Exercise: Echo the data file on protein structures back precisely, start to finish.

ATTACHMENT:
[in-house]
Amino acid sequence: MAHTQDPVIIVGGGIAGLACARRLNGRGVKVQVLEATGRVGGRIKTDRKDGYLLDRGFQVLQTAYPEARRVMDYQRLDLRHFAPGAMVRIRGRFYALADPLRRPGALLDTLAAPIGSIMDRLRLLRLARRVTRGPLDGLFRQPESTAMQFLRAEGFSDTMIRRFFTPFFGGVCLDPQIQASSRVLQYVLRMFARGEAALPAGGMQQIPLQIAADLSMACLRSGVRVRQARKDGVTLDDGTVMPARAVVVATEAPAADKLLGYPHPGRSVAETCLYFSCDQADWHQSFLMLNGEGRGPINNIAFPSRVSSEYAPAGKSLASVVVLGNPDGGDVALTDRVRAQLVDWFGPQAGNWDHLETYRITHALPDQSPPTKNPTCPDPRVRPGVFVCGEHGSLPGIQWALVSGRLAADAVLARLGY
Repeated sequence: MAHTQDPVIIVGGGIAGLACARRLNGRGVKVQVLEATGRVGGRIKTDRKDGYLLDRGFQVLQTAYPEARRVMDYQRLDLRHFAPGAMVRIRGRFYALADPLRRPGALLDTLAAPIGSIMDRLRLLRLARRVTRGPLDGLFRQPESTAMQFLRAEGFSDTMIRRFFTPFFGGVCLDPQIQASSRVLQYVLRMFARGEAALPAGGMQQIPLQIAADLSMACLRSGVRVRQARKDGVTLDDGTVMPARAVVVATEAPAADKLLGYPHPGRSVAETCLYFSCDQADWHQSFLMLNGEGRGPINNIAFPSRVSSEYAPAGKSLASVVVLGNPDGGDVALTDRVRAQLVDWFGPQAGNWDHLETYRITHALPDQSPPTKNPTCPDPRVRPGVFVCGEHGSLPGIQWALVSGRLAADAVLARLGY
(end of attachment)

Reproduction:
[in-house]
Amino acid sequence: MAHTQDPVIIVGGGIAGLACARRLNGRGVKVQVLEATGRVGGRIKTDRKDGYLLDRGFQVLQTAYPEARRVMDYQRLDLRHFAPGAMVRIRGRFYALADPLRRPGALLDTLAAPIGSIMDRLRLLRLARRVTRGPLDGLFRQPESTAMQFLRAEGFSDTMIRRFFTPFFGGVCLDPQIQASSRVLQYVLRMFARGEAALPAGGMQQIPLQIAADLSMACLRSGVRVRQARKDGVTLDDGTVMPARAVVVATEAPAADKLLGYPHPGRSVAETCLYFSCDQADWHQSFLMLNGEGRGPINNIAFPSRVSSEYAPAGKSLASVVVLGNPDGGDVALTDRVRAQLVDWFGPQAGNWDHLETYRITHALPDQSPPTKNPTCPDPRVRPGVFVCGEHGSLPGIQWALVSGRLAADAVLARLGY
Repeated sequence: MAHTQDPVIIVGGGIAGLACARRLNGRGVKVQVLEATGRVGGRIKTDRKDGYLLDRGFQVLQTAYPEARRVMDYQRLDLRHFAPGAMVRIRGRFYALADPLRRPGALLDTLAAPIGSIMDRLRLLRLARRVTRGPLDGLFRQPESTAMQFLRAEGFSDTMIRRFFTPFFGGVCLDPQIQASSRVLQYVLRMFARGEAALPAGGMQQIPLQIAADLSMACLRSGVRVRQARKDGVTLDDGTVMPARAVVVATEAPAADKLLGYPHPGRSVAETCLYFSCDQADWHQSFLMLNGEGRGPINNIAFPSRVSSEYAPAGKSLASVVVLGNPDGGDVALTDRVRAQLVDWFGPQAGNWDHLETYRITHALPDQSPPTKNPTCPDPRVRPGVFVCGEHGSLPGIQWALVSGRLAADAVLARLGY